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[3 stars]

There is something wonderful about Hitchcockian suspense/mystery films. By design and structure they entertain and they amuse. Kevin A. Rice’s script (his first) is definitely in that vein. It’ imperfect in plot and lacking the trademark humor, but it really captures the old master’s approach to the everyman caught in the web of deceit and without any context to what’s going on.

After a brief interlude to set up the adventure and the emotional foundation, we follow John David Washington (Tenet) down a rabbit hole of international intrigue where he’s about as clueless as we are…at least near the top. Frankly, the audience gets way ahead of him rather quickly, but it isn’t entirely unfair that he’s left baffled for as long as he is. Also, it’s becoming clear that Washington really likes to get the crap beat out of him in movies; and he’s good at it.

Washington’s character slowly makes he way across Greece to save his skin, not to mention others. Though the movie isn’t shy about leaving a wake of innocent bodies in his wake either. The bad folks here are cold and, mostly, efficient but without much depth. During these adventures, he crosses paths with a few that last more than a short scene and who we get to know a little such as Vicky Krieps (Phantom Thread) and Boyd Holbrook (Predator). But we never really connect with anyone in the story, including Washington, who can’t even manage a “thank you” to anyone into whose lives he introduces chaos until late in the film.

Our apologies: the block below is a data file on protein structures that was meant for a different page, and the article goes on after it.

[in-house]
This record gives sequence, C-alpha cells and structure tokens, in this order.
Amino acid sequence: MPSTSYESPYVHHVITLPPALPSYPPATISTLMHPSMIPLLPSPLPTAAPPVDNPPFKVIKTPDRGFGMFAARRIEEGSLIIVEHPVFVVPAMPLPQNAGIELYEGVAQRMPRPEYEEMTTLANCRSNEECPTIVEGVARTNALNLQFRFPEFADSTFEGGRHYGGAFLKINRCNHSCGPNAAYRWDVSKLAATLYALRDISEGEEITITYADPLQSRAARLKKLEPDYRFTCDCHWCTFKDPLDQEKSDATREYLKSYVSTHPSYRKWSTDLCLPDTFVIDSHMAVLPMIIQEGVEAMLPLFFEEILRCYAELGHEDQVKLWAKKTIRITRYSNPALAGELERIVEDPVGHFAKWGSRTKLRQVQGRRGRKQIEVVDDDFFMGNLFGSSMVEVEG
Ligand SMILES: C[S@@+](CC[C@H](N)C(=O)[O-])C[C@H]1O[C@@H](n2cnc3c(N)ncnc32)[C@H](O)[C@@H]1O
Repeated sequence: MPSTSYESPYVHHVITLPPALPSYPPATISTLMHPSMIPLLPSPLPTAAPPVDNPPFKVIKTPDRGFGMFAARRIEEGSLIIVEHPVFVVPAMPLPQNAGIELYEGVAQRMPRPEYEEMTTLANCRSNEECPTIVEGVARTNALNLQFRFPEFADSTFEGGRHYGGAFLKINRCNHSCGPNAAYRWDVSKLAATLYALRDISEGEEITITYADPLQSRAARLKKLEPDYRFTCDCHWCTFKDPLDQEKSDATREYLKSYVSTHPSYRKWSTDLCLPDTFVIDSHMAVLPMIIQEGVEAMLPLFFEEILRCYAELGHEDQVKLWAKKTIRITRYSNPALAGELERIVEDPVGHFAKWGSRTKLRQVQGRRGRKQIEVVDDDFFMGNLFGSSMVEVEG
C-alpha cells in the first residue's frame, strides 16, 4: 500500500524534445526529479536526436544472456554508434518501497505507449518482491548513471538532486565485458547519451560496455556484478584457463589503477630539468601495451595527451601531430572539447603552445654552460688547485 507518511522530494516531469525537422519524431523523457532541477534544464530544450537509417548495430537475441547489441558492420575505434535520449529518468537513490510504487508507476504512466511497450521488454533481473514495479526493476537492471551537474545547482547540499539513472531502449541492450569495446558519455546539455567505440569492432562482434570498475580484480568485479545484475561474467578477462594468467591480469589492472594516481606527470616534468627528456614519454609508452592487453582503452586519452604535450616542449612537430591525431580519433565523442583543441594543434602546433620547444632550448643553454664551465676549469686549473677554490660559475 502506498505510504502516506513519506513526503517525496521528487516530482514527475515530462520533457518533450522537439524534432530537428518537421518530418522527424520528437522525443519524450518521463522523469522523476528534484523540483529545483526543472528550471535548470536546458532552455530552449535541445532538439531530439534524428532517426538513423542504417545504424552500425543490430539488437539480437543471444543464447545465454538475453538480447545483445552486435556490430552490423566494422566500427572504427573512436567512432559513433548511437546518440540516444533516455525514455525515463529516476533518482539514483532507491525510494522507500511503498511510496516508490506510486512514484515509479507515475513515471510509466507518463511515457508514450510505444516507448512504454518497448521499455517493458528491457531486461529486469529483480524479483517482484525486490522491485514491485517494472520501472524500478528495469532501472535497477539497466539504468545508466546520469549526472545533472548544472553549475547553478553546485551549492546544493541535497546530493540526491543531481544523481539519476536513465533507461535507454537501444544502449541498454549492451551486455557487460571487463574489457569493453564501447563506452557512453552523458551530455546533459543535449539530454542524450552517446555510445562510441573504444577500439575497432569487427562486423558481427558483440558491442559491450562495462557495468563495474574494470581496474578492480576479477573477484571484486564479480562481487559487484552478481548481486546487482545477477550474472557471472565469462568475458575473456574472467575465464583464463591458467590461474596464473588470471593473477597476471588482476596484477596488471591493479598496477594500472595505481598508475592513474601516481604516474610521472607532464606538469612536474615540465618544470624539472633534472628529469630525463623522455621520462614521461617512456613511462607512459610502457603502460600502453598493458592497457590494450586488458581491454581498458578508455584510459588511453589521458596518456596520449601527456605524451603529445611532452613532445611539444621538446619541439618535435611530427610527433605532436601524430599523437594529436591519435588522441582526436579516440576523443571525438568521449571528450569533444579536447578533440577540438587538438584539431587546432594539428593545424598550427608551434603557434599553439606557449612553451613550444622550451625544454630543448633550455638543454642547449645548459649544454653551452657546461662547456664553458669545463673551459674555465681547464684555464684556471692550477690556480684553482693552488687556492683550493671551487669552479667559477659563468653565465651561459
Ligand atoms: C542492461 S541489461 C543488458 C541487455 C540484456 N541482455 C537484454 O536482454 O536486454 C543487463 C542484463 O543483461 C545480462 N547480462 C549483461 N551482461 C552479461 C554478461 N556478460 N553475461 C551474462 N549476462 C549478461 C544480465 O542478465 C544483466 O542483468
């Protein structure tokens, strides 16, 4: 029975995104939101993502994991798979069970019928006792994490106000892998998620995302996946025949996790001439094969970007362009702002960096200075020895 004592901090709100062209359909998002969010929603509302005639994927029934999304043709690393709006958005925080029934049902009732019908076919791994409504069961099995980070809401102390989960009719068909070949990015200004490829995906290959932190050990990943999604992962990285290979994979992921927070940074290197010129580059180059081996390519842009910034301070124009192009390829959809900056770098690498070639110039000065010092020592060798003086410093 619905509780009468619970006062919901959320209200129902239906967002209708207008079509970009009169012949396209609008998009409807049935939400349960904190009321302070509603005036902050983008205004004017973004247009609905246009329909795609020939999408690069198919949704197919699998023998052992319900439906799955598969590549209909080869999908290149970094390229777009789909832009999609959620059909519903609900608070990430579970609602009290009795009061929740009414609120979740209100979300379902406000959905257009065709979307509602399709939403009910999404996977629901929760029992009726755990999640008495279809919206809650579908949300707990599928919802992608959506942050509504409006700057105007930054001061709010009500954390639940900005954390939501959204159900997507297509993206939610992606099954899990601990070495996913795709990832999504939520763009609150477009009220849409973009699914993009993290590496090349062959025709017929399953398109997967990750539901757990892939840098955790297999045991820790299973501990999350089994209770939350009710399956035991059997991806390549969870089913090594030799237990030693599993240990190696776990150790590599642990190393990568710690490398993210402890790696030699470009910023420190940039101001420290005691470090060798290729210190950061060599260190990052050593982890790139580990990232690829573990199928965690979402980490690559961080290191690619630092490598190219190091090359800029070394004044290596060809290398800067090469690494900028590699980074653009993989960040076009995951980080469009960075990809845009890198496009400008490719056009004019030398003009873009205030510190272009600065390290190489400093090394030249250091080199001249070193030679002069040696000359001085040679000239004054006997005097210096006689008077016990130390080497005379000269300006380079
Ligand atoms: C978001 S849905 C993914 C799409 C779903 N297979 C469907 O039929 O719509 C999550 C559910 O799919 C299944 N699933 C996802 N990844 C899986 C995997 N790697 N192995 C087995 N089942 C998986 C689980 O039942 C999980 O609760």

Director Ferdinando Cito Filomarino, who is better known for his 2nd unit directing than his first, gets to really stretch his wings and talent. Keeping this movie rolling like an avalanche was no small feat. A slightly better script would have helped elevate the film, but the framing and story (which he has credit for) are solid.

If you need a bit of adventure with a mystery thrown in, and you don’t mind some cold violence, this will work for you. It is definitely a mixed bag emotionally and without a clean and simple ending, but I have to admit, I prefer them that way generally. And the gritty reality of it all is often very compelling.